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Bill Thayer

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Book VI
Chapter 6

This webpage reproduces a section of
Italy and Her Invaders

Thomas Hodgkin

published by the Clarendon Press

The text, and illustrations except as noted,
are in the public domain.

This page has been carefully proofread
and I believe it to be free of errors.
If you find a mistake though,
please let me know!


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Book VI
Chapter 7

Vol. IV
Note E
On the Correspondence of 588
between the Austrasian Court and the Court of Constantinople

These letters, as given in Troya's Codice Diplomatico Langobardo, IV.1.24‑40, are:

1. From Childebert to Maurice, stating that 'parens noster, filius Scaptimundi, apud vos in Urbe Regiâ commoratur,' and praying for his return. It is almost certain that Scaptimund must be another name for Hermenigild.

2. From Childebert to 'the most glorious and everywhere exalted lord, his sweetest nephew, King Athanagild.' C. informs A. that he has sent an ambassador (the bearer of this letter) to deliberate with the most serene Princeps of the Roman Republic as to the best course to pursue in Athanagild's interests.

3. From Childebert to Theodosius (a child of three years old), soliciting his intervention on behalf of the exiled orphan.

4. From Childebert to Paulus, father of the Emperor, asking him to help in establishing friendly relations between the two States.

5. From Childebert to Domitian, cousin of the Emperor and bishop of Melitene, recommending the Frankish ambassadors to his good offices.

6. From Queen Brunichildis to the Emperor, containing courtly compliments and commendation of the ambassadors. (Both this and the two preceding letters speak of the Empire and the Franks as 'foederati' to one another: not quite like the old use of the word when the Goths were 'foederati' to the Empire.)

7. From Queen Brunichildis to 'the glorious lord, to be named with unspeakable desire, her sweetest grandson, King Athanagild.' Brunichildis congratulates herself that these letters will meet the lovely eyes of one who recalls to her that sweetest daughter whom, for her sins, she has lost, and yet not lost entirely so long as her offspring survives.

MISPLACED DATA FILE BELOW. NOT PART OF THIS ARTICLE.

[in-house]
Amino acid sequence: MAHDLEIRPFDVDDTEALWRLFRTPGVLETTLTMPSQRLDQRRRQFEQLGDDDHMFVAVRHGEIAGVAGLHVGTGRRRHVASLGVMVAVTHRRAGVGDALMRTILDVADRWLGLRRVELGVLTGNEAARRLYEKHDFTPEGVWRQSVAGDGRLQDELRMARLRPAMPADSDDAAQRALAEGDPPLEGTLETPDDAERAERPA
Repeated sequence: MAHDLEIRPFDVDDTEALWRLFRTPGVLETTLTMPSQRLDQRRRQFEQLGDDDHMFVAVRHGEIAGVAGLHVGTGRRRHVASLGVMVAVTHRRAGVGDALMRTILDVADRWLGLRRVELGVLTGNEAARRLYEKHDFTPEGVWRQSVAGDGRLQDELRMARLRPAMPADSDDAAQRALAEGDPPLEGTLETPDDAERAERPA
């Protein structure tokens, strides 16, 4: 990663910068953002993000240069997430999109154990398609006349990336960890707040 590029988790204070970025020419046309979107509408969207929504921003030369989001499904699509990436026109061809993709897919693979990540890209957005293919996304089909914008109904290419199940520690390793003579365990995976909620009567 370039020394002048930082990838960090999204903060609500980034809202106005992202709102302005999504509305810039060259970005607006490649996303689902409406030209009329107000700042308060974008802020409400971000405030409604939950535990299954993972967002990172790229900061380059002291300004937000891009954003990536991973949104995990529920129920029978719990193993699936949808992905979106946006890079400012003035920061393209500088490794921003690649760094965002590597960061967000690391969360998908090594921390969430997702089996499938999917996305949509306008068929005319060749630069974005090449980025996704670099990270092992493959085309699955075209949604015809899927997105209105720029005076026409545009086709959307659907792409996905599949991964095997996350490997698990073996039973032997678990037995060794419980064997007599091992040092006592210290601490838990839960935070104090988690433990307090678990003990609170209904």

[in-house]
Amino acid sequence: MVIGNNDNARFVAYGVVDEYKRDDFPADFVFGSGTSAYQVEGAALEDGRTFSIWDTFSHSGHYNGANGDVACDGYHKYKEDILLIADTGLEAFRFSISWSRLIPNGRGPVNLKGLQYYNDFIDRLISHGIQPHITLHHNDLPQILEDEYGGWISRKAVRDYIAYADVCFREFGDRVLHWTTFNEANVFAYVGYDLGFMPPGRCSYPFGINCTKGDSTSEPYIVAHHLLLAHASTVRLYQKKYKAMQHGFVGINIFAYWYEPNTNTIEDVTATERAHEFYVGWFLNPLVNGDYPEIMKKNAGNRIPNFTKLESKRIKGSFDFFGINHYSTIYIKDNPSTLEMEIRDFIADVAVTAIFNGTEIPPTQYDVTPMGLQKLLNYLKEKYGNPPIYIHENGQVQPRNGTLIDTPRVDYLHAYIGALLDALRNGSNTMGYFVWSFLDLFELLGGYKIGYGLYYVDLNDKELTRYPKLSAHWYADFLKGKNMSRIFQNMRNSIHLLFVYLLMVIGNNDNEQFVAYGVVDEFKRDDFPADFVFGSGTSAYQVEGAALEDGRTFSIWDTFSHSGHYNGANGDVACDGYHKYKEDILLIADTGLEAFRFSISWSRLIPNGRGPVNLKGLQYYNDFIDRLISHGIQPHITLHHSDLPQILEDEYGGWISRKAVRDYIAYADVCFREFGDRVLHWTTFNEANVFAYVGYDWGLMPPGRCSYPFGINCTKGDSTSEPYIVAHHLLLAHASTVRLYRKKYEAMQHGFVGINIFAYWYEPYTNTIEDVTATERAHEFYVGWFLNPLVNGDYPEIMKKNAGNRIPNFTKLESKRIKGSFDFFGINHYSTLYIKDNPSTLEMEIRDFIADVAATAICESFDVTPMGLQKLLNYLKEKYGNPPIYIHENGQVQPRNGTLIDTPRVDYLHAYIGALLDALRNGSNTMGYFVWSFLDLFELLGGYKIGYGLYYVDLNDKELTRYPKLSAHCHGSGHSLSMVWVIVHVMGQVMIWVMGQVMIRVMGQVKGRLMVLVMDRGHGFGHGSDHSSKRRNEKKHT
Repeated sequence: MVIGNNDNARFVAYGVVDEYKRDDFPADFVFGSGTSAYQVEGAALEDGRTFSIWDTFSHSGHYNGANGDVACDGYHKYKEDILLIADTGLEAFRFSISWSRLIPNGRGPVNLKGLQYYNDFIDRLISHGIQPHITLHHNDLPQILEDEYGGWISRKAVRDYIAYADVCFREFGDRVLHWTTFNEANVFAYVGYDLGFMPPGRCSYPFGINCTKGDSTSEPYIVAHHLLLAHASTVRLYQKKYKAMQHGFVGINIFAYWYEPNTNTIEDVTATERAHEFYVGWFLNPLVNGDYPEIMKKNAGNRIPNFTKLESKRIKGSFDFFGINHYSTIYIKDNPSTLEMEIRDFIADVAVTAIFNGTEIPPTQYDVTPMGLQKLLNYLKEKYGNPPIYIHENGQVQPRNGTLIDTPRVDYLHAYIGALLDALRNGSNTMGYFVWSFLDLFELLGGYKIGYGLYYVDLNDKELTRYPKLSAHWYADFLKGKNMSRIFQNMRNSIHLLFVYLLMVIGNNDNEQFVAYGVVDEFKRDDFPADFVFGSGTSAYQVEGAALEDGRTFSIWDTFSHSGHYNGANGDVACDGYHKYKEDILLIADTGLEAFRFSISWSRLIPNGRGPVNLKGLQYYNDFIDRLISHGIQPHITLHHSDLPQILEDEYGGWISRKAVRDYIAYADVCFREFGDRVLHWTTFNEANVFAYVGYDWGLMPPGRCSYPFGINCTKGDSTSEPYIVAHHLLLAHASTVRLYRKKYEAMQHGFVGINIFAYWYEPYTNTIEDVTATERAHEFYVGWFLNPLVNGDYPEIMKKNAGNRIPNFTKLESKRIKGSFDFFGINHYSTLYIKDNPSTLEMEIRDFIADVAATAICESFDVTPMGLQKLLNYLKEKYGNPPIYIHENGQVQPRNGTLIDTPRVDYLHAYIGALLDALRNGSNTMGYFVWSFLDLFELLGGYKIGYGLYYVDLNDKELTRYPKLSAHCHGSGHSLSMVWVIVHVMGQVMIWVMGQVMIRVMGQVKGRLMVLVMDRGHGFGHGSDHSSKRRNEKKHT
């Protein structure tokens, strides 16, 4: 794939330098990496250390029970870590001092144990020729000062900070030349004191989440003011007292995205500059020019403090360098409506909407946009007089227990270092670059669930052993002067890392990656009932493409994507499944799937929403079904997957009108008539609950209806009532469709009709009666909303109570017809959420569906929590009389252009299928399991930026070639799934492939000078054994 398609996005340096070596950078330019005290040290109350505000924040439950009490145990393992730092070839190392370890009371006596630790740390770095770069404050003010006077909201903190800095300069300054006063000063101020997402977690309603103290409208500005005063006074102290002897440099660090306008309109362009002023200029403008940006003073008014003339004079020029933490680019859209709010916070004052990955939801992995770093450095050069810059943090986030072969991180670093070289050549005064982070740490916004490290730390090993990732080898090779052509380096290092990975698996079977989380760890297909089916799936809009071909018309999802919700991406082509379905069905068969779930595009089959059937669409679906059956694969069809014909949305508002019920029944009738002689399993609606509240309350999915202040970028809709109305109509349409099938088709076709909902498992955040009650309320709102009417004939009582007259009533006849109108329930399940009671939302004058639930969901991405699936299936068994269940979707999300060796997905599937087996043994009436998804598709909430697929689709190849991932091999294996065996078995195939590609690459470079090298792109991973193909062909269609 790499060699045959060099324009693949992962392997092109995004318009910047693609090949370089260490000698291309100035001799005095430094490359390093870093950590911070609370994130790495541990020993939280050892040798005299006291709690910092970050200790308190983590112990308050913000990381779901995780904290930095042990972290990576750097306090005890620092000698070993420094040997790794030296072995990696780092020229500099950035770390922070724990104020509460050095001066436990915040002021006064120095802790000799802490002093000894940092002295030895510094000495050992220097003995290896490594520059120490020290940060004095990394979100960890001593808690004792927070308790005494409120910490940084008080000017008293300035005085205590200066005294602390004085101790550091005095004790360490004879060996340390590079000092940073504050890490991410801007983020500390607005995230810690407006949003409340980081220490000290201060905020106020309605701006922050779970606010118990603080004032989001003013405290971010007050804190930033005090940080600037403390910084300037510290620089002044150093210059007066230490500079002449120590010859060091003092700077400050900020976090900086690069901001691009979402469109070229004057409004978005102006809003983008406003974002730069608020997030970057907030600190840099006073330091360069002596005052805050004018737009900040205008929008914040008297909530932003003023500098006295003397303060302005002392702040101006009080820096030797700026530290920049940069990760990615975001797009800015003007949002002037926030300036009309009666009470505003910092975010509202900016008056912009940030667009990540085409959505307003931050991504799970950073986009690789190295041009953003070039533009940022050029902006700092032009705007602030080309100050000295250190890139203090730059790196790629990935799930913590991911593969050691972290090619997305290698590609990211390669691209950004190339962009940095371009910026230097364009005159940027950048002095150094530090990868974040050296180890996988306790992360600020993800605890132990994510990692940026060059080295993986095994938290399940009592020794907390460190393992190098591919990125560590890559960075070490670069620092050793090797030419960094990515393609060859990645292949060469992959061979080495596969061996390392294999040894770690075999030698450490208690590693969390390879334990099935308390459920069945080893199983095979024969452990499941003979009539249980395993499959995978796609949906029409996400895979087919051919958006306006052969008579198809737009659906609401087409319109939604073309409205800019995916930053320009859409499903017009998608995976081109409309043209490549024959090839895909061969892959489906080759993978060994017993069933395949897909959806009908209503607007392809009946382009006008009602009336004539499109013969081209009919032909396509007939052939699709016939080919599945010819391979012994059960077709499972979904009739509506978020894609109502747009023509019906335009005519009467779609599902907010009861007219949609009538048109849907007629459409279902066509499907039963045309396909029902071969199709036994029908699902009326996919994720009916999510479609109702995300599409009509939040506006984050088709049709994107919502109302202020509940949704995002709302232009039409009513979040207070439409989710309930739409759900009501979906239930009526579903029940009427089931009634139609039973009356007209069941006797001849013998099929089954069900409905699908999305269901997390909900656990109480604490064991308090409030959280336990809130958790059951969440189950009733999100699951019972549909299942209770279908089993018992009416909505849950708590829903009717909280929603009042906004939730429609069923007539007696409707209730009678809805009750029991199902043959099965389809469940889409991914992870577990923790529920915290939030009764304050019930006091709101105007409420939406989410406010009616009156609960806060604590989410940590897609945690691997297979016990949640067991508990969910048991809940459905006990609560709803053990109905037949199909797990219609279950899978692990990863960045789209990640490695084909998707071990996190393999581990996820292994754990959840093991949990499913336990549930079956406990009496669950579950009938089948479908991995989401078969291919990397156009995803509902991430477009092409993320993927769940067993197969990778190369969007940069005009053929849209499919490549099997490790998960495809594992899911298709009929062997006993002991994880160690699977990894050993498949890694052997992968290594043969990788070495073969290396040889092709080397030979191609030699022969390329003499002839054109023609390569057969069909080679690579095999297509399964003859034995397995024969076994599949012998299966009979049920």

8. From Queen Brunichildis to the Empress [Anastasia]. B. hopes that the design which her son has had in view, in  p278 sending this embassy to Constantinople, will, by Christ's help, redound to the benefit of all truly Catholic nations. Her little grandson has had to travel far in his babyhood, and has learned the hardships of captivity in his tender and innocent years. By the love which the Empress bears to her own son, Theodosius, and by the grief which she would feel in being sundered from him, she is entreated to gladden the heart of Brunichildis by restoring her grandchild to her embrace, and so mitigating the sorrow caused by the death of both his parents. (This and the preceding are the two best letters of the series.)

9. (Again) from Brunichildis to Anastasia, commending Childebert's ambassadors to the favour of 'Her Tranquillity.'

10. From Childebert to Honoratus, the Apocrisiarius, or Nuncio of the Pope at Constantinople, asking him to help the ambassadors in establishing a firm peace between the Empire and the Franks.

11 and 12. From Childebert to John, Bishop of Constantinople. The fame of John's sanctity, after filling the East, has reached also to the North, 'even to us Germans.' [It is to be remembered that Procopius, who wrote at Constantinople, always calls the Franks 'Germans.'] He is therefore entreated to assist the ambassadors in treating of matters which will be for the common good of both nations 'perpetually federate together,' and to obtain from 'our most pious father, Augustus,' the liberation of Childebert's little nephew, who, 'a stranger as well as an exile, is now detained in your royal city.'

13. From Childebert to the Patrician Venantius.

14. From the same to Italica, Patricia, wife of Venantius.

15. From the same to Theodore, Master [of the Offices].

16. From the same to John, Quaestor.

17. From the same to Megas, Curator (or perhaps to the Great Curator) of the Palace.

All these five letters in similar words commend the ambassadors to the care of the receivers, and express the hope that their negotiations may confirm the ancient friendship between the kings of the Franks and 'the most tranquil sovereigns of the Roman Republic,' and may strengthen 'the Catholic charity' for the love of which they are sent forth.

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